DVD is starting to take over the world.
Homevideo has long been the studios’ ace in the hole when it comes to pic profitability, accounting for more than half the majors’ global revenues for feature films. But the rapid rise of the DVD format is making the backend even more lucrative worldwide, limited only by the lack of market penetration for the new format.
“DVD is having a much bigger impact on the international video business than in North America,” says Adrian Alperovich, exec VP of international sales and worldwide business development at Columbia TriStar Home Entertainment. “DVD is boosting the market overall and driving territories such as the U.K., Japan and Australia, where VHS sell-through was not well-developed.
The DVD boom is more than compensating for the decline of VHS — and it’s helping to offset a slump in the studios’ sales to international pay TV platforms.
Last year, the majors raked in $14.4 billion from video — $10.2 billion in North America and $4.2 billion in the rest of the world.
This year, some execs are forecasting the global vid pie (including non-MPA product) could reach $18 billion, spurred by such mega-hits as “Harry Potter and the Sorcerer’s Stone,” “The Lord of the Rings: The Fellowship of the Ring,” “Spider-Man,” “Monsters, Inc.” and “Star Wars: Episode II — Attack of the Clones.”
And since the digital format was introduced overseas more than a year after it was in the U.S., DVD’s potential internationally has barely been tapped. Hardware penetration is rocketing in markets like the U.K., France and Australia (each forecast to reach 25% by year end) and growing strongly in Germany (17%), Scandinavia (15%) and Japan (14%). Italy (6%), South Korea (5%) and Brazil and Mexico (4% each) are DVD laggards.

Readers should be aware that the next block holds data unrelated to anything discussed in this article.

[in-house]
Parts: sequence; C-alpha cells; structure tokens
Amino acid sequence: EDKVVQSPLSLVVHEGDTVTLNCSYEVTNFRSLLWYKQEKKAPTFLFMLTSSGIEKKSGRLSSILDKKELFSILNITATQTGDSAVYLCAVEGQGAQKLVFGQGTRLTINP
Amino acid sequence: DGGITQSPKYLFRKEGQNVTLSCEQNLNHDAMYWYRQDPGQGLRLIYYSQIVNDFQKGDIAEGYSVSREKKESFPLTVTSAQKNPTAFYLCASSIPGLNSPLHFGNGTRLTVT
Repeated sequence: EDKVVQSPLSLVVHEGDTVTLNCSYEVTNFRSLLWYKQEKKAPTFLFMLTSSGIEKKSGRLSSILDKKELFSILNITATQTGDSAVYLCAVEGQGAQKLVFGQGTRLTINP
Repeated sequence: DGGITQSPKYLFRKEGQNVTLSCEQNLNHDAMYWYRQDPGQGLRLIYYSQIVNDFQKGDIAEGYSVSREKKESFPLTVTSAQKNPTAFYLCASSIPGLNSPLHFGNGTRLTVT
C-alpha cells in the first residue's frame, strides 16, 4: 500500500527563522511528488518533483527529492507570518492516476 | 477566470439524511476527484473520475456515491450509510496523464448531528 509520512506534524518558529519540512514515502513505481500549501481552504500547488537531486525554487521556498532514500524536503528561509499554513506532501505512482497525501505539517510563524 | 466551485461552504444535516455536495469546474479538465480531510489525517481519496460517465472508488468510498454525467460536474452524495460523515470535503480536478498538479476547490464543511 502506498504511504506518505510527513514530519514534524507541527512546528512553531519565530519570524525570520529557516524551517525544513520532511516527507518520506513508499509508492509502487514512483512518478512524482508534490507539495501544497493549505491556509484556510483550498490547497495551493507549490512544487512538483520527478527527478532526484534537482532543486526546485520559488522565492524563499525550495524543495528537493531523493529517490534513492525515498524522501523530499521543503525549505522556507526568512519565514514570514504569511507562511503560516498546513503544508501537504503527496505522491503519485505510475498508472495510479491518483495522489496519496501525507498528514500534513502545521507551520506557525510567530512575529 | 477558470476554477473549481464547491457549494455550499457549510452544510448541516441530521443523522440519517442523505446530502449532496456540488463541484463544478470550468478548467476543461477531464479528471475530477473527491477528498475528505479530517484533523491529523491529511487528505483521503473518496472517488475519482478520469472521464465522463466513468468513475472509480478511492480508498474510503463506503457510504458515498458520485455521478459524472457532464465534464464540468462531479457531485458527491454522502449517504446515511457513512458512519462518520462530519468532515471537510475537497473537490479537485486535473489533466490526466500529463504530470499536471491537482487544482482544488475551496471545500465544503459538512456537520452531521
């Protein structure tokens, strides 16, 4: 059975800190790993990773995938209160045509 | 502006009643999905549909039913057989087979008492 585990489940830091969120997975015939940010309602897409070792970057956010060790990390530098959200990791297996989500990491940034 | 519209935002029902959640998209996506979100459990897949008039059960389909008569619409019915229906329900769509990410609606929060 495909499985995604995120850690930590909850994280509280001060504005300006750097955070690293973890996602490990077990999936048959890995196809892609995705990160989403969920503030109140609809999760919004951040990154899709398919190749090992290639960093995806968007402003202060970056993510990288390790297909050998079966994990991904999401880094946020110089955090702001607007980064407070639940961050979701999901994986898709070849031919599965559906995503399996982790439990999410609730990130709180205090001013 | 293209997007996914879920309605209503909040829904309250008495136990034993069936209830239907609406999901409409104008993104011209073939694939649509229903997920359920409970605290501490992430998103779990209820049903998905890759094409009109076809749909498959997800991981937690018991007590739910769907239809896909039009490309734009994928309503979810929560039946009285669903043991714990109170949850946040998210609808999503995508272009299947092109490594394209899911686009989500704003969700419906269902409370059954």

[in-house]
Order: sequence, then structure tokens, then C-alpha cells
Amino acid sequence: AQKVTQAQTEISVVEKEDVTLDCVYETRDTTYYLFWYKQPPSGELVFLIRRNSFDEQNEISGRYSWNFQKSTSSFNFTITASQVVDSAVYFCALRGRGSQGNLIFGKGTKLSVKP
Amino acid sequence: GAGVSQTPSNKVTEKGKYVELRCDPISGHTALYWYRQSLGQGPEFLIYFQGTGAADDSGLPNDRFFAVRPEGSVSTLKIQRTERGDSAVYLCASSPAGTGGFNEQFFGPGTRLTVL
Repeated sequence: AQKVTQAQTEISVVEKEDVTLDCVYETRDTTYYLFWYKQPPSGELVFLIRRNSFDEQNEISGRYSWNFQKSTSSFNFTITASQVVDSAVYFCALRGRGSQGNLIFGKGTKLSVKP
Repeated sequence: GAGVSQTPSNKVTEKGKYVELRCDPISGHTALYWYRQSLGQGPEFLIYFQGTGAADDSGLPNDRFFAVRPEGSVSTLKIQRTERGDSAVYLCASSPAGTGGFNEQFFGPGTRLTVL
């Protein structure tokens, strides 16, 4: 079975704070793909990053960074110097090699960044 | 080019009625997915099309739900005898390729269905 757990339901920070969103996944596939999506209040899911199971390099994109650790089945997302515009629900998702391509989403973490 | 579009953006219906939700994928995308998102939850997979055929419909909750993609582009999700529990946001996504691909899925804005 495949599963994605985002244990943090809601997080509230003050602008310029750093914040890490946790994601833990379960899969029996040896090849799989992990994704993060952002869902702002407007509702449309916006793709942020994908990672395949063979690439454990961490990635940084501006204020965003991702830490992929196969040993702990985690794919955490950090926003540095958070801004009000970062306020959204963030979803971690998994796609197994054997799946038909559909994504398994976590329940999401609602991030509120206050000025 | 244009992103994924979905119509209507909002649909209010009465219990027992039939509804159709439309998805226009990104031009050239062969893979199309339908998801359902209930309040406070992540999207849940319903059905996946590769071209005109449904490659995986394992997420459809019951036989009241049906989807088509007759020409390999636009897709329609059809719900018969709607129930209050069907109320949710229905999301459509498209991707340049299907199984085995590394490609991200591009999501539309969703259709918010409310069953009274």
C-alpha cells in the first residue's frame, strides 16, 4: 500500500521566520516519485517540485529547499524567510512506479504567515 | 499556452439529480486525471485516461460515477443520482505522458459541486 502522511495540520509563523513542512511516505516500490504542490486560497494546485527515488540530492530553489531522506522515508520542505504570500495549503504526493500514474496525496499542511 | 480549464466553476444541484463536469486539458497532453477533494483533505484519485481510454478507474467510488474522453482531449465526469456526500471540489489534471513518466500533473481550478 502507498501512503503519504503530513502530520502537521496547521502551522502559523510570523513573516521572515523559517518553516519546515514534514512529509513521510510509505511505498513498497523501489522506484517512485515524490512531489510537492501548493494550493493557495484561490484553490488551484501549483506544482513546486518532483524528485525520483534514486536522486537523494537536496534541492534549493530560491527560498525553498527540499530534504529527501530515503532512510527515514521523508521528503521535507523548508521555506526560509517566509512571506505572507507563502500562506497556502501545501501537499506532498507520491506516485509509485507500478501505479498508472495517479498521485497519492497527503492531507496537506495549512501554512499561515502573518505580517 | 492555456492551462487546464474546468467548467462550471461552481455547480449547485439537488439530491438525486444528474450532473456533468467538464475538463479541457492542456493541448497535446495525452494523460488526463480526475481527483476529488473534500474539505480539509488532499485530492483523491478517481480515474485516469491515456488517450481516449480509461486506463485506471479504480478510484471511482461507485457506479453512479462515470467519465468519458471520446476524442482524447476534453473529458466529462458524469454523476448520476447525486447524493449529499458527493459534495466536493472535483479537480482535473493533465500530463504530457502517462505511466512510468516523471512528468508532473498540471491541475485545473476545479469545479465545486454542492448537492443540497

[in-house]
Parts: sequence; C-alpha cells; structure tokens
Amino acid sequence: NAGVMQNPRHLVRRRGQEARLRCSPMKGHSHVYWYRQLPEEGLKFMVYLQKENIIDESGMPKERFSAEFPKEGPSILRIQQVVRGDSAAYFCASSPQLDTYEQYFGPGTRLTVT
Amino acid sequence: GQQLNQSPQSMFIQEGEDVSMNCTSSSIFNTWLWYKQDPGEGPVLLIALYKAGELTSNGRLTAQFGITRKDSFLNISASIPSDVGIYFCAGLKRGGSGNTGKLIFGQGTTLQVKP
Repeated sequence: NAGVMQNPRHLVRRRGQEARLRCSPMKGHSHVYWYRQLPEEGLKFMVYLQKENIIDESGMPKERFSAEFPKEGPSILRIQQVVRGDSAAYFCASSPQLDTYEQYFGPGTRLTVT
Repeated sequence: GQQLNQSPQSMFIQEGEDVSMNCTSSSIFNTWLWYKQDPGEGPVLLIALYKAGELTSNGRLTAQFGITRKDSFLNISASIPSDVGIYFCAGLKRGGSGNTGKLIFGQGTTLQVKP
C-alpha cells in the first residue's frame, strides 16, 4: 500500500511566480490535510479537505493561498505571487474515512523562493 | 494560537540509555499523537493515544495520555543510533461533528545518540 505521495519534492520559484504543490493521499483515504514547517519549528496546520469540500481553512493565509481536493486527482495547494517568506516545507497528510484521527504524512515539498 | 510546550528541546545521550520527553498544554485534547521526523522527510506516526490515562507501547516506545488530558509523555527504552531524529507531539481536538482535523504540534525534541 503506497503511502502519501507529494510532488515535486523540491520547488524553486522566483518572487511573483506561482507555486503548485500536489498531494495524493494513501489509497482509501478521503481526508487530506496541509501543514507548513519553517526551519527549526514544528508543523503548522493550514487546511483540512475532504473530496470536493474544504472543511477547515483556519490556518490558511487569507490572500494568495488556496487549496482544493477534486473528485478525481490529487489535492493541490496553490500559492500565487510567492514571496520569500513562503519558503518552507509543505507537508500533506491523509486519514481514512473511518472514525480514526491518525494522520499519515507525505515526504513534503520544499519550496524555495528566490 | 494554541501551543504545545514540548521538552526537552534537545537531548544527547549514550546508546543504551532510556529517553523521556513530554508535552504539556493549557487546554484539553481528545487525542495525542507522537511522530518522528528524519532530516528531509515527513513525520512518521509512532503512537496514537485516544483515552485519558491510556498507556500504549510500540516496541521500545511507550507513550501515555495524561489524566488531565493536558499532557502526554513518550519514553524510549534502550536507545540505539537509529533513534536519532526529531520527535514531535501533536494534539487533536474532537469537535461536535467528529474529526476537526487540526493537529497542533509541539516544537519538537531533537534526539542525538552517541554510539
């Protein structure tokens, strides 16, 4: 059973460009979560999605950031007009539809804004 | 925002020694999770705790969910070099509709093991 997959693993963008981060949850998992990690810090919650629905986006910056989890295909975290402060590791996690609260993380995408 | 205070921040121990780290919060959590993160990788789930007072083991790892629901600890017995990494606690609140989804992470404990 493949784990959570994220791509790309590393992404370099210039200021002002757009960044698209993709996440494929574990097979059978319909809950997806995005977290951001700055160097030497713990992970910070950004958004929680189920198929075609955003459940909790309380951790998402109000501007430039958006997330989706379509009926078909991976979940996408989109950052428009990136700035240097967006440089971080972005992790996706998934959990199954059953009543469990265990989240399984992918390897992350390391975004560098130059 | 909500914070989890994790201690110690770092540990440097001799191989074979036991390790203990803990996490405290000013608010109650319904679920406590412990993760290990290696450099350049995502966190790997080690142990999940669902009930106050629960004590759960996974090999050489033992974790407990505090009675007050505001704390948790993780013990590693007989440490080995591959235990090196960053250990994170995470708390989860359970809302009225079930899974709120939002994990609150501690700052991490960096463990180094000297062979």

“European markets are experiencing 60%-70% hardware growth this year vs. last year,” says Stephen Moore, prez of 20th Century Fox Intl.
Even so, Moore estimates international DVD penetration is just 10% (others believe it’s closer to 18%), still way behind the U.S., where it’s expected 40% of TV households will have DVD players by the end of the year.
While some studios were less quick to embrace DVD than the format pioneers Warner and Sony, all are aggressively exploiting their libraries on DVD. But not all see the merit of taking titles direct to retail overseas, as does Warner (which introduced that policy with “Swordfish” in October last year) and Sony.
“We believe that going direct to sale with a short window after theatrical (typically five to six months), backed by an extensive consumer marketing campaign, is the best way to grow the business,” says Mark Horak, senior VP of worldwide marketing at Warner Home Video.
Conversely, Fox determines its homevid strategy per title. “There are many considerations, including the scale of the box office and genre of the movie,” Moore says.
What is clear is that DVD, on average, now generates at least 60% of the majors’ international vid biz (see chart). Fox’s Moore says DVD retail sales repped 61% of his division’s revs in the fiscal year ending June 30, vs. 35% the previous year. At Sony it’s 66%.
Disney’s Buena Vista Home Entertainment Intl. saw its DVD’s share jump from 27% last year to “well over 40%,” without divulging a precise figure.
Most companies zealously guard their international sales figures, even for their bestsellers, but some numbers are just too good for them not to share: Top-selling DVDs overseas in 2002 include New Line’s “The Lord of the Rings: The Fellowship of the Ring” (14 million units, with a special edition released in November expected to sell another 2 million-3 million copies), Disney “Monsters, Inc.” (13 million) and Fox’s “Ice Age” (on track to reach 9 million).